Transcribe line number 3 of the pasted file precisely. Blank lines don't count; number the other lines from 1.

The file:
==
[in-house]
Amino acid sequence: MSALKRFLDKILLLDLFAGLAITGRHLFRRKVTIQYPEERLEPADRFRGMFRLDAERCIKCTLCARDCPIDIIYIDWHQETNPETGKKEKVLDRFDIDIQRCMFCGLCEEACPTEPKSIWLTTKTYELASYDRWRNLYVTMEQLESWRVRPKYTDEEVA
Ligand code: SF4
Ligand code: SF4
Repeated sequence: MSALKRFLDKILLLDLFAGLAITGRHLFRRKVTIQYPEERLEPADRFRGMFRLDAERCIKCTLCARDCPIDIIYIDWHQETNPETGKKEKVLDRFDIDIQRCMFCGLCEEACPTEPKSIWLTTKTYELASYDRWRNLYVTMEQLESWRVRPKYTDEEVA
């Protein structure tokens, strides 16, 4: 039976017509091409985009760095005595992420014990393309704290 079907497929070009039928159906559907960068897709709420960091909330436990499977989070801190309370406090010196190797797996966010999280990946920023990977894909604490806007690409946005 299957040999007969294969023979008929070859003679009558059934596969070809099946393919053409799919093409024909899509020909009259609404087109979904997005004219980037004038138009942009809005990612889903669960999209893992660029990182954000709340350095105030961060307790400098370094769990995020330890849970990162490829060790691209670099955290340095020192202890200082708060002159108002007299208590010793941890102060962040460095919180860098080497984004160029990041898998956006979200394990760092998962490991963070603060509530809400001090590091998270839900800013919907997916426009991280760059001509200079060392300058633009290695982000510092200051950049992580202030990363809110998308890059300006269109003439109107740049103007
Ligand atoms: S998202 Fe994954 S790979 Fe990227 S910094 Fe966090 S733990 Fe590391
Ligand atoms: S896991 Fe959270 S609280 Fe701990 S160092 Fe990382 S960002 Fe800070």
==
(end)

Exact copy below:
Ligand code: SF4